Pre-heat the oven to 230°c and line a large baking sheet with baking parchment.
Combine the ricotta, sage, parmesan, nutmeg and salt and pepper, mixing well and set it aside. Slice the ‘neck’ of the squash (don’t bother to peel it) so that the slices are only a couple of millimeters thick. Use a cookie cutter to cut the squash into pretty shapes, this should be pretty easy if your squash is thin enough.
Once the dough has chilled and relaxed roll it out on a very lightly floured surface so that it is just a few millimeters thick. Cut four circles out of the dough (a breakfast bowl makes a good template) re-rolling the dough as necessary.
Put the discs of pastry on the prepared baking sheet. Add a dollop of the ricotta mixture to the centre of each and spread it a little. Arrange the squash slices on top, so that they overlap. Fold over the edges of the pastry, crimping and gathering as necessary. I like to brush the edges with a little beaten egg so that the pastry is lovely and golden once the galettes are baked. Dot the top of each one with a tiny bit of butter and sprinkle on a bit of black pepper.
Bake them for 15 minutes, then lower the oven temperature to 190°c and bake for a further 20 minutes.
When you get really good ingredients it’s worth using them in a recipe that really shows off their full potential. That’s how I feel about these beautiful heirloom tomatoes anyway.
So often the fruits you find in supermarkets are insipid and disappointing but if you come across tomatoes like these, or are lucky enough to be green fingered and grow your own then you’ll know they’ll be packed with flavour and worthy of a bit more love than just tossing them into your Bolognese!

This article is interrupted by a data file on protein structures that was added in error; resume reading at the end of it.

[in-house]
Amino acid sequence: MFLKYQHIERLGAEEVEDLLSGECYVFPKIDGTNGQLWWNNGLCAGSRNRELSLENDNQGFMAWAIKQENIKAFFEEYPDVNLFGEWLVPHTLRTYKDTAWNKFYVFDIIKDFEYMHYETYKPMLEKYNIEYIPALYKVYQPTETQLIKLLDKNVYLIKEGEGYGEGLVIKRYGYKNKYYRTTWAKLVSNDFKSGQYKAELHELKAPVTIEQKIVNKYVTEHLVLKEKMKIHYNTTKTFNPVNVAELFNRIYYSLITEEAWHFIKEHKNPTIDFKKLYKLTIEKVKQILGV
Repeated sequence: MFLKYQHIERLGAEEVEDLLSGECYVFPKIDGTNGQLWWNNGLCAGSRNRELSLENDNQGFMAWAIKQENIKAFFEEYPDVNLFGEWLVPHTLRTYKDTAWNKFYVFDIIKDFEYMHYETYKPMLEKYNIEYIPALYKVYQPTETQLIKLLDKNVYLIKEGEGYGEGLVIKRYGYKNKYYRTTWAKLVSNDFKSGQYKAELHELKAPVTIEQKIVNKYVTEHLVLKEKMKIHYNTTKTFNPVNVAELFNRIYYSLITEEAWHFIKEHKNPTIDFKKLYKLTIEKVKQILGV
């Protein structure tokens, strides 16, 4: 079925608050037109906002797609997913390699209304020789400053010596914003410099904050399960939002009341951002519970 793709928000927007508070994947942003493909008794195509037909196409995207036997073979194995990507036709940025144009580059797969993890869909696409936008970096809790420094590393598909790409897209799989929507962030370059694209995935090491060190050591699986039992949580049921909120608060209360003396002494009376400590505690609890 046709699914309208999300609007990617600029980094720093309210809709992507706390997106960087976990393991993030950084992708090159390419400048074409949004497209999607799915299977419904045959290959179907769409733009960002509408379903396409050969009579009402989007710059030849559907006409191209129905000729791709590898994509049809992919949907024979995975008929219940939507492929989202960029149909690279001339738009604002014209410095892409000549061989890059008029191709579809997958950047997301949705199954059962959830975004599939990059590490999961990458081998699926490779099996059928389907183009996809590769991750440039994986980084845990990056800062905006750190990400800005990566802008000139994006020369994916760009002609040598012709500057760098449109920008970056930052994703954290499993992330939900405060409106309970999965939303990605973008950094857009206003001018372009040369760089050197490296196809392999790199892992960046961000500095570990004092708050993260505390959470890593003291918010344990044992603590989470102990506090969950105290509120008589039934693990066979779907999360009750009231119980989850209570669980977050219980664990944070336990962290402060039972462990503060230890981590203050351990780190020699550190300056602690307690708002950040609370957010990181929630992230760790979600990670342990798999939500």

Look at how pretty the colours look in this tart, it’s a picture perfect summer dish. It tastes pretty wonderful too. The fennel seeds in the buttery pastry crust really bring out the sweetness of the tomatoes. Delicious!
150g plain flour
50g wholemeal flour
pinch of sea salt
1 tbsp fennel seeds
splash of ice cold water
5-6 heirloom tomatoes (different varieties if you can)
3 tbsp polenta/semolina
1 tbsp freshly grated parmesan
seasalt, black pepper and fresh oregano
Whisk together the flours and then lightly rub in the butter until it looks like breadcrumbs. Mix through the salt and fennel seeds and then use a little splash of water to bring it all together to form a soft, but not sticky, dough. If you prefer then you can do all this quite quickly and easily in a food processor, which also means there’s less chance of over-working the dough and ending up with tough pastry. Wrap the dough in some cling film and pop it in the fridge to rest for at least 15 minutes.
Pre-heat your oven to 230°c and cover a large baking sheet with some baking parchment. Wash, dry and slice the tomatoes, so that the slices are about 5mm thick. A serrated knife is the best thing to use here.
Roll out the dough on a lightly floured surface until you have a large roundish shape, a few millimetres thick. Carefully place this on the prepared baking sheet. Scatter the polenta or semolina (whichever you’re using) over the pastry, leaving a few centimetres gap around the edge. This will help soak up all those lovely tomato juices and stop the pastry becoming a soggy mess. Arrange the tomato slices on top, overlapping them as you go. Season really well with sea salt and freshly ground black pepper and then dot the surface with a little butter. Sprinkle over the parmesan and a little chopped fresh oregano. Carefully fold up the edges of the pastry, gathering it a little where you need to.
Bake the tart for 20 minutes before reducing the oven temperature to 190° and baking for a further 25 minutes. The pastry should be crisp and slightly golden when it’s done. Leave to cool to room temperature before serving.